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Keeping Your Balance: Time for a paycheck checkup.

Byline: James C. DeRidder

Now that most of us have filed our 2018 tax returns, did your tax situation turn out as you had expected? If not, now is the time to do a paycheck checkup using your recently completed 2018 tax return and the IRS withholding calculator. It is a good idea to do a paycheck checkup every year, but with the tax law changes made in the Tax Cuts and Jobs Act (TCJA) enacted in December of 2017, and a change to the withholding tables in 2018, it is even more important than ever.

Some of the things that affected many taxpayers as a result of TCJA included lower tax rates, increased standard deductions, elimination of personal exemptions, increased child tax credit and limited or eliminated deductions. As a result, taxpayers are encouraged to check their withholdings, even if they did a paycheck checkup in 2018.

This includes taxpayers who:

Have children and claim credits, such as the Child Tax Credit;

Have older dependents, including children age 17 or older;

Itemized deductions in the past;

Are a two-income family;

Have two or more jobs at the same time;

Only work part of the year; and

Have high income or a complex tax return.

Even without the changes made by TCJA, anyone that had the following would be advised to do a checkup:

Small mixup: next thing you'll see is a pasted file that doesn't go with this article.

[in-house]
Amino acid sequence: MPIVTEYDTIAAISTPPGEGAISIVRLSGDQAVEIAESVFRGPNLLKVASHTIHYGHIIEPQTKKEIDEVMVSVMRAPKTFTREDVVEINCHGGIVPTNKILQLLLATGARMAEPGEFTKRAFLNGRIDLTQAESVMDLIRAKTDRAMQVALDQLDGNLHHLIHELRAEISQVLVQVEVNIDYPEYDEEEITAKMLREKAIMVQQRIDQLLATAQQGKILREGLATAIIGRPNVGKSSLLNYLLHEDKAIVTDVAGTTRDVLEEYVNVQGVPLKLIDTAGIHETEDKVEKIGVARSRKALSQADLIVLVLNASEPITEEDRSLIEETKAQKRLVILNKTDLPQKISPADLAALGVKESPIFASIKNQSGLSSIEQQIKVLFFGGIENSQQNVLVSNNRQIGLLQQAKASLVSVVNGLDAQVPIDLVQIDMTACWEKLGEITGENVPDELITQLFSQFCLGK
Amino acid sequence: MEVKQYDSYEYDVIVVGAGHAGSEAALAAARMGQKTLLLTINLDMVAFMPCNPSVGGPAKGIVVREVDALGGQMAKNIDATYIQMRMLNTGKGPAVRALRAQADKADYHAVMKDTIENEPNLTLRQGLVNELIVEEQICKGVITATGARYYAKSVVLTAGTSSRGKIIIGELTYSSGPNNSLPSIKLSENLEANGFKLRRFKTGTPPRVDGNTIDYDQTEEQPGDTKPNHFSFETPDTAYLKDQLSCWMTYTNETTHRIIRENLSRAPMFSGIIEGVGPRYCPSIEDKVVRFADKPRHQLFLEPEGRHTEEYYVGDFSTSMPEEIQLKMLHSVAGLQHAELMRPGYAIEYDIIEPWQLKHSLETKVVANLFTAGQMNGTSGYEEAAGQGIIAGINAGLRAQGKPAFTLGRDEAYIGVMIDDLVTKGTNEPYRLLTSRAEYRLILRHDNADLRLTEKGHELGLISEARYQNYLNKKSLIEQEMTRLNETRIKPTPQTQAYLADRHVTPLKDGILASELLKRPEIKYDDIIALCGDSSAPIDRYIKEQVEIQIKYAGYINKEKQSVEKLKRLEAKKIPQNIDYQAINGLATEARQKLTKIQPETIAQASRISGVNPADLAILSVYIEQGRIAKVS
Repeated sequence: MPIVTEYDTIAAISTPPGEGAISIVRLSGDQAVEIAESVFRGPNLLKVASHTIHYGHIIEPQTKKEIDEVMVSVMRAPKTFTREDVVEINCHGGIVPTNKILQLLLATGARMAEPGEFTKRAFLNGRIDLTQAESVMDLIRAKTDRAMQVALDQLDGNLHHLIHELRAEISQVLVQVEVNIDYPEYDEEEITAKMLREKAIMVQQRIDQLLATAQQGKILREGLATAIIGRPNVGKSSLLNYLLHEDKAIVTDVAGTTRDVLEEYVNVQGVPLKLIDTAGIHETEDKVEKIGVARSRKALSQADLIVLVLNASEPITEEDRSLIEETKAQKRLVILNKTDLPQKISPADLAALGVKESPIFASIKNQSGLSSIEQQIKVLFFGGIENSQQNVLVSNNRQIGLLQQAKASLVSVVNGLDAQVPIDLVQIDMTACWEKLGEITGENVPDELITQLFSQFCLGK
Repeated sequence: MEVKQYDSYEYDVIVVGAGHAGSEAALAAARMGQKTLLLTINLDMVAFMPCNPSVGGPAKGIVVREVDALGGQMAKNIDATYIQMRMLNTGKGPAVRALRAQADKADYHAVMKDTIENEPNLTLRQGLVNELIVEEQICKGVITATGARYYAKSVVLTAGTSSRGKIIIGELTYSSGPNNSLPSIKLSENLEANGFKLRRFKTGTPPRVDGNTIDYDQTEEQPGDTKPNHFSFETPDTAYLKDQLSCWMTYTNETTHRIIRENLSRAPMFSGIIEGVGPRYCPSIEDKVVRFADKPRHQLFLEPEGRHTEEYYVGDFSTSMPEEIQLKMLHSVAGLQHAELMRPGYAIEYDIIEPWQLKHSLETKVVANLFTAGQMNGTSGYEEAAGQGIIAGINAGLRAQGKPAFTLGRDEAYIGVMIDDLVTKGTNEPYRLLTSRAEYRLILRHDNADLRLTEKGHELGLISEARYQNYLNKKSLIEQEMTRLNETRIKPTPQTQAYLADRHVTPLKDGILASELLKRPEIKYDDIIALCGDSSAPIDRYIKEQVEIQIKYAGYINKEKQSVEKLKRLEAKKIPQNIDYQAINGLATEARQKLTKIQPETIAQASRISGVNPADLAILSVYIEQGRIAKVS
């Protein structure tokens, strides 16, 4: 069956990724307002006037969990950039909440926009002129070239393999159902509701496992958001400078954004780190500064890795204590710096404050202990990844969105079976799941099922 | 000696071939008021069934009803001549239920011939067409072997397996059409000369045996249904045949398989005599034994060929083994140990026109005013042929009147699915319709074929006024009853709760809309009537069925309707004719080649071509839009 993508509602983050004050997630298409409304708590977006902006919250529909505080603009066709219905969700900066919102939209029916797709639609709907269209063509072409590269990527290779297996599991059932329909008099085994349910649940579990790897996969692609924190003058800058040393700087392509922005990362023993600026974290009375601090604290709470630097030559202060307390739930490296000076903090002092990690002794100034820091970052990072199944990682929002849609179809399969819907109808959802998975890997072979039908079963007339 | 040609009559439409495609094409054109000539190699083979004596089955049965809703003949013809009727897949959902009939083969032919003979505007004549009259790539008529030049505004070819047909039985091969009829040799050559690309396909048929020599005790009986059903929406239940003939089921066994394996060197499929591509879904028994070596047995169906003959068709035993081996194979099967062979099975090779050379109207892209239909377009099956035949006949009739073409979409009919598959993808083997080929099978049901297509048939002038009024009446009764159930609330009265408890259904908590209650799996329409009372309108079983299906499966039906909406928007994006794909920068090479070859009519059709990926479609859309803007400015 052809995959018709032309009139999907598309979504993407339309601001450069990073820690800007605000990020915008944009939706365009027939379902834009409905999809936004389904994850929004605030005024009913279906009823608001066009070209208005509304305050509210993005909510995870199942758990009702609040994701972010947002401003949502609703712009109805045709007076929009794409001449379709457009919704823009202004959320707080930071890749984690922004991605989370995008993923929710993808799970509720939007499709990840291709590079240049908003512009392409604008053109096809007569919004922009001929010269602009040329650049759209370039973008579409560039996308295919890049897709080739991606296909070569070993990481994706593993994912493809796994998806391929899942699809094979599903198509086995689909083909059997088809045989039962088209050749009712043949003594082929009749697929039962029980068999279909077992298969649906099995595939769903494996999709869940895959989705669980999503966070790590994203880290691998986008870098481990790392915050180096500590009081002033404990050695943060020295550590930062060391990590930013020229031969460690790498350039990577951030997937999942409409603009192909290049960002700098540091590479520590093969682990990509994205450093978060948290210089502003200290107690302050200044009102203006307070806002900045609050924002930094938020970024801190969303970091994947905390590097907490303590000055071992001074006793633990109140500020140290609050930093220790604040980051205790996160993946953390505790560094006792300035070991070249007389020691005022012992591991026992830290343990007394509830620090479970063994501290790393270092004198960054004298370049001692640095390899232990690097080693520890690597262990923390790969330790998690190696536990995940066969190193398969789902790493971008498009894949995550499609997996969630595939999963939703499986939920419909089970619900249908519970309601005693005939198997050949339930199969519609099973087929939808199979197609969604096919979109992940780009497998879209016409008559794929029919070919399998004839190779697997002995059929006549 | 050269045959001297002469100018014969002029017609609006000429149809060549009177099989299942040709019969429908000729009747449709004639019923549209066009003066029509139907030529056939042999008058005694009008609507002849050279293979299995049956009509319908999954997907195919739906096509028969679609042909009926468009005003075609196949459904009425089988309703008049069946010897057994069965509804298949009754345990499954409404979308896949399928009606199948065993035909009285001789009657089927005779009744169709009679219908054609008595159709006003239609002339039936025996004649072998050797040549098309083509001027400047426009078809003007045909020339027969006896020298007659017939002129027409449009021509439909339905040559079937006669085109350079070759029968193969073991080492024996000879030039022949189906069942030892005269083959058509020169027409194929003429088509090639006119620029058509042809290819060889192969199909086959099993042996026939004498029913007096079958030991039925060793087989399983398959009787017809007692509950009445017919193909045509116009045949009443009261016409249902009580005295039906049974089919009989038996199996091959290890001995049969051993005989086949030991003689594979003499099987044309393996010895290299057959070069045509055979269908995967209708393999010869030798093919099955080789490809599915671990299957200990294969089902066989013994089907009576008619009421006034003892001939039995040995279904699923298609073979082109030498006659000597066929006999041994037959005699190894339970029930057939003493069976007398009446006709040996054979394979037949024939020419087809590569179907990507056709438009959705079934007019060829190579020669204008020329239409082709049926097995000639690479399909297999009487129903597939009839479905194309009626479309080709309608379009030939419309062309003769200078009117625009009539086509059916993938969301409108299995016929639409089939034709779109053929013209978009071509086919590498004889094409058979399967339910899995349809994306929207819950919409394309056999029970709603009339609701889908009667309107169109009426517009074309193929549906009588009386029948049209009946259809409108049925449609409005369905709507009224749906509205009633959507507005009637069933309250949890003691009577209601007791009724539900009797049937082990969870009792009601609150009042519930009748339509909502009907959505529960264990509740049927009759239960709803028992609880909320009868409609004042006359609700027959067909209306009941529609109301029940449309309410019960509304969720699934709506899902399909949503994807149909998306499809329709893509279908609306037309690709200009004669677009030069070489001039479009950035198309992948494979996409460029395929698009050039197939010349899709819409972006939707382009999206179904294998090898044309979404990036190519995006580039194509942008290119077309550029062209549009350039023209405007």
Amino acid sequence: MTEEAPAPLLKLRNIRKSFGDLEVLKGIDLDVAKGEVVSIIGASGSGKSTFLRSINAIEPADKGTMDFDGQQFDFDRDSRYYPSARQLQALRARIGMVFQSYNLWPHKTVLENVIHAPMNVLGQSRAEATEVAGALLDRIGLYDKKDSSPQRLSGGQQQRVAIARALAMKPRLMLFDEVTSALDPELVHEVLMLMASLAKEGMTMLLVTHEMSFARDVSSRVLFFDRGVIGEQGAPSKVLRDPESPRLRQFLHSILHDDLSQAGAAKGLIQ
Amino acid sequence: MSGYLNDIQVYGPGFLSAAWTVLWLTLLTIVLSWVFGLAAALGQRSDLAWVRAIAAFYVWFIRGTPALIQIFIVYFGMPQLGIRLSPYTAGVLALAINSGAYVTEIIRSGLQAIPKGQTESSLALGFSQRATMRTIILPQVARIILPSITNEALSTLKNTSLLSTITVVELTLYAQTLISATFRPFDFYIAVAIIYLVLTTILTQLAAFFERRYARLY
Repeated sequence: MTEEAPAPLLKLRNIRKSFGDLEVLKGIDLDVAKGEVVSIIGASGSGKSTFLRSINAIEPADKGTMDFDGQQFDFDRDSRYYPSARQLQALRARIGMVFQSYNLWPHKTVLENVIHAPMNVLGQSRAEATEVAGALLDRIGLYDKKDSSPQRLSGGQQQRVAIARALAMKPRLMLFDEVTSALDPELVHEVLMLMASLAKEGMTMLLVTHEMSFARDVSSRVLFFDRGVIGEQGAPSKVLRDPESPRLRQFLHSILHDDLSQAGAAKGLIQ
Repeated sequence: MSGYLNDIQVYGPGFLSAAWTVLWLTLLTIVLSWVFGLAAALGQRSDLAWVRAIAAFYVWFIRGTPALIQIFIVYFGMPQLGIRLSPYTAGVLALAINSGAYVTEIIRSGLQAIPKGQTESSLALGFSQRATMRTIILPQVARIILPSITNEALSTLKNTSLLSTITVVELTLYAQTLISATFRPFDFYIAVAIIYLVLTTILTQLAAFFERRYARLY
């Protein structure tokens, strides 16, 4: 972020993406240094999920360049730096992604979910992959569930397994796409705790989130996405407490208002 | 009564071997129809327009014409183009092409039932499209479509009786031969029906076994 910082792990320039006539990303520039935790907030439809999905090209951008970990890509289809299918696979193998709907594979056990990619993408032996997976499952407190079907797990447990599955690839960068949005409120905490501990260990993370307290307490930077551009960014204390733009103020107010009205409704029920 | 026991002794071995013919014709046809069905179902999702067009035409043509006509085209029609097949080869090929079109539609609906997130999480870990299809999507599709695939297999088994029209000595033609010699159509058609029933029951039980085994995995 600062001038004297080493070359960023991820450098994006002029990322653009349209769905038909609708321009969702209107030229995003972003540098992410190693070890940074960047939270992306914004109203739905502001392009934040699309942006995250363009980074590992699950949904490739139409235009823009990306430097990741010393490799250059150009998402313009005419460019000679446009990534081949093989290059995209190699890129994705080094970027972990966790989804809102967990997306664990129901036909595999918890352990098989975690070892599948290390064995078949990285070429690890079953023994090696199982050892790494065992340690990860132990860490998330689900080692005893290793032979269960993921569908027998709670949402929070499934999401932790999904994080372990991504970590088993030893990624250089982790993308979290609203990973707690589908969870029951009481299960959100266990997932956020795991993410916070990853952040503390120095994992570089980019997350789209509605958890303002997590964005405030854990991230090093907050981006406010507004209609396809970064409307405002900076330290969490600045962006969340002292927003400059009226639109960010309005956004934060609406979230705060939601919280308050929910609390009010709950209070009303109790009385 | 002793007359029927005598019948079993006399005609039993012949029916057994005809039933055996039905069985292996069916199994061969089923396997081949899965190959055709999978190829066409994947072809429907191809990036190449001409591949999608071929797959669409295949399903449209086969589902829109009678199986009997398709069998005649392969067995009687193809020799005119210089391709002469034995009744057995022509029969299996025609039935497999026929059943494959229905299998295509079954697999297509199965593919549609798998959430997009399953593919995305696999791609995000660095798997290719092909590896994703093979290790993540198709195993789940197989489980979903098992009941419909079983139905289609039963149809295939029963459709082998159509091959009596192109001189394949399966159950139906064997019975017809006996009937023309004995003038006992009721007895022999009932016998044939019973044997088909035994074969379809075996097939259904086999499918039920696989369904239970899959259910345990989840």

Adjusted their withholding in 2018 especially those who did so in the middle or later part of the year;

Owed additional tax when they filed their tax return this year;

Had a refund that was larger or smaller than expected; and

Had life changes such as marriage, childbirth, adoption, buying a home or when income changes.

Now is the best time to do a checkup on your withholding, since a completed tax return is useful when using the withholding calculator on IRS.gov. Taxpayers will need to estimate deductions, credits and other amounts for 2019, so having similar information from the 2018 return can make using the withholding calculator easier. It is also important to have your most recent paystubs handy, and to remember that the calculator's results are only as accurate as the information you enter.

You can find the IRS calculator at IRS.gov/withholding, and if after you do the paycheck checkup you decide to change your federal withholding allowances, you can find a new Form W-4 at IRS.gov/pub/irs-pdf/fw4.pdf.

Now that you have gone though the process of doing a paycheck checkup for your federal withholdings, what if you live in the great state of New York? While many people would think that they would use the same number of withholding allowances as the number claimed on their federal Form W-4, this is generally not the case.

New York was opposed to many of the changes in TCJA, and because of this they decided that they would not follow most of those changes, especially as it applied to itemized deductions.

Since New York follows the federal law prior to TCJA, some of the new differences are as follows: